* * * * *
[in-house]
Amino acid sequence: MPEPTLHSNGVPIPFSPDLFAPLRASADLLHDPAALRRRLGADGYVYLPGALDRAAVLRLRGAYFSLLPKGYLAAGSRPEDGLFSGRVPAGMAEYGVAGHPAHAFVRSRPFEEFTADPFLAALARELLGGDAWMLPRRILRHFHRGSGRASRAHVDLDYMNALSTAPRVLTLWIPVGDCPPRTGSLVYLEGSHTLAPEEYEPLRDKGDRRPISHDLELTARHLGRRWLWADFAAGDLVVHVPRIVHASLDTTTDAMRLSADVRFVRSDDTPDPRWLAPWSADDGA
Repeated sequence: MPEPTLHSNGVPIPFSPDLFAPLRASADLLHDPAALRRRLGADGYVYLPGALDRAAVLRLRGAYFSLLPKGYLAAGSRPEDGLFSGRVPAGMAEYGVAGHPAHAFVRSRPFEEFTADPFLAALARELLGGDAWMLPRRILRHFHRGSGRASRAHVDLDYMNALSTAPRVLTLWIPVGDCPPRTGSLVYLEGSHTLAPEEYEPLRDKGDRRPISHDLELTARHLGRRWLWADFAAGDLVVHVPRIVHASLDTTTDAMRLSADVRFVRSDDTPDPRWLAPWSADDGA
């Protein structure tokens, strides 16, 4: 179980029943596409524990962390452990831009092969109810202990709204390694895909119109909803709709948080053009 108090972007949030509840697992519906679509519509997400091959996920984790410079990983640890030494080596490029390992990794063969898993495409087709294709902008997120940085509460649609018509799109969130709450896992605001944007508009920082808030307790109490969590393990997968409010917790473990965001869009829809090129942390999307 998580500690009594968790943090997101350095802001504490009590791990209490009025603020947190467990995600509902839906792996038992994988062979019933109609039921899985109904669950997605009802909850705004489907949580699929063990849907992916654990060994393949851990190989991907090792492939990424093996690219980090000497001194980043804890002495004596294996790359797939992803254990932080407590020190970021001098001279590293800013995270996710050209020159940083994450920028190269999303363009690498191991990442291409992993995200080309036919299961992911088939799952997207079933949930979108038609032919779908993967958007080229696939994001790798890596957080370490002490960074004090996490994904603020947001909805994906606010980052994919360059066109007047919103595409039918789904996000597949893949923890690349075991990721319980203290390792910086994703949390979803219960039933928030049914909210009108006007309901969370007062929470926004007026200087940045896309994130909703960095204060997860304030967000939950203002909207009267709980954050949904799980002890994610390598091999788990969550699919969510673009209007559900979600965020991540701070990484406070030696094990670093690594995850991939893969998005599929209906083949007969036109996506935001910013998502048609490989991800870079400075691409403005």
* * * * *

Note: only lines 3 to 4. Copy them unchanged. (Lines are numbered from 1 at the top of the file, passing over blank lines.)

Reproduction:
Repeated sequence: MPEPTLHSNGVPIPFSPDLFAPLRASADLLHDPAALRRRLGADGYVYLPGALDRAAVLRLRGAYFSLLPKGYLAAGSRPEDGLFSGRVPAGMAEYGVAGHPAHAFVRSRPFEEFTADPFLAALARELLGGDAWMLPRRILRHFHRGSGRASRAHVDLDYMNALSTAPRVLTLWIPVGDCPPRTGSLVYLEGSHTLAPEEYEPLRDKGDRRPISHDLELTARHLGRRWLWADFAAGDLVVHVPRIVHASLDTTTDAMRLSADVRFVRSDDTPDPRWLAPWSADDGA
């Protein structure tokens, strides 16, 4: 179980029943596409524990962390452990831009092969109810202990709204390694895909119109909803709709948080053009 108090972007949030509840697992519906679509519509997400091959996920984790410079990983640890030494080596490029390992990794063969898993495409087709294709902008997120940085509460649609018509799109969130709450896992605001944007508009920082808030307790109490969590393990997968409010917790473990965001869009829809090129942390999307 998580500690009594968790943090997101350095802001504490009590791990209490009025603020947190467990995600509902839906792996038992994988062979019933109609039921899985109904669950997605009802909850705004489907949580699929063990849907992916654990060994393949851990190989991907090792492939990424093996690219980090000497001194980043804890002495004596294996790359797939992803254990932080407590020190970021001098001279590293800013995270996710050209020159940083994450920028190269999303363009690498191991990442291409992993995200080309036919299961992911088939799952997207079933949930979108038609032919779908993967958007080229696939994001790798890596957080370490002490960074004090996490994904603020947001909805994906606010980052994919360059066109007047919103595409039918789904996000597949893949923890690349075991990721319980203290390792910086994703949390979803219960039933928030049914909210009108006007309901969370007062929470926004007026200087940045896309994130909703960095204060997860304030967000939950203002909207009267709980954050949904799980002890994610390598091999788990969550699919969510673009209007559900979600965020991540701070990484406070030696094990670093690594995850991939893969998005599929209906083949007969036109996506935001910013998502048609490989991800870079400075691409403005």